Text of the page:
• Talk to Your Child: Make sure your child understands the diet and why sticking to it is essential. Let them know they shouldn't trade food with other kids. As hard as it is, they also shouldn't eat food from vending machines or treats handed out in class.
  • Talk to the School: The teacher, guidance counselor, nurse, and administration all need to be aware of your child's special dietary needs (as well as other health-related matters.) You'll want to have regular conversations with them, and you may want to have a 504 plan or individualized education plan (IEP) in place, as well.
  • Become a Planner: Gather several recipes for appropriate meals that can make convenient, easy-to-pack lunches. If possible, you may want to provide appropriate treats for your child for holiday parties and other special events that you may know about ahead of time. (This could take a fair amount of coordination with your child's teacher.) The Charlie Foundation and Clara's Menu are good resources for child-friendly keto recipes.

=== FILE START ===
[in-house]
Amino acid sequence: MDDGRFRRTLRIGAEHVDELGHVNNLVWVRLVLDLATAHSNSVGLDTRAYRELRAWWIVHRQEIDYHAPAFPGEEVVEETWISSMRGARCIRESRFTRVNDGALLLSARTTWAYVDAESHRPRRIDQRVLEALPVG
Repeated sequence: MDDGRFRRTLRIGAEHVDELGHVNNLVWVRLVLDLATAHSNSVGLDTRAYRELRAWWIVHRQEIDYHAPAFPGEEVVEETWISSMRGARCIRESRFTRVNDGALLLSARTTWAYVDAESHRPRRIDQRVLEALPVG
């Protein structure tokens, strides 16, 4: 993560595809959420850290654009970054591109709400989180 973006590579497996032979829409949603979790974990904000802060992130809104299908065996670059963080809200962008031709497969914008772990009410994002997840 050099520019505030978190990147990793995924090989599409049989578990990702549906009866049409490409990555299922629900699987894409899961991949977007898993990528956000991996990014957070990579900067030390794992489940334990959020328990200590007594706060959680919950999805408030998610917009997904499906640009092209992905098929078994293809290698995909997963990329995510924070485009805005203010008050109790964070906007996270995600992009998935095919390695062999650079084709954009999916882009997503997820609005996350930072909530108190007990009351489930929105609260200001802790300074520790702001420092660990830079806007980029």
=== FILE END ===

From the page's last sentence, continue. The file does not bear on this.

• Educate Family Members: It's important that multiple family members and any regular caregivers know how to prepare a meal for the child with epilepsy. That way, if you're sick or have to be away from home, your child's health won't be compromised, and it will alleviate a lot of stress.
  • Establish Routines: The timing of meals and snacks needs to be consistent in order for your child's glucose levels to remain as stable as possible. You may need to work with your child's teacher(s) on this.
  • Involve a Friend: Having a friend at school who understands the importance of your child's diet may help them feel less awkward about being "different" and give them someone to lean on for support when needed. Make sure your child is okay with this and give them input on which friend to choose.

You'll also want to make parents of your child's friends aware of the special diet and that what some people may consider "a little harmless cheating" may not be harmless at all. It's a good idea to provide food for your child to take to parties and play dates.

Effectiveness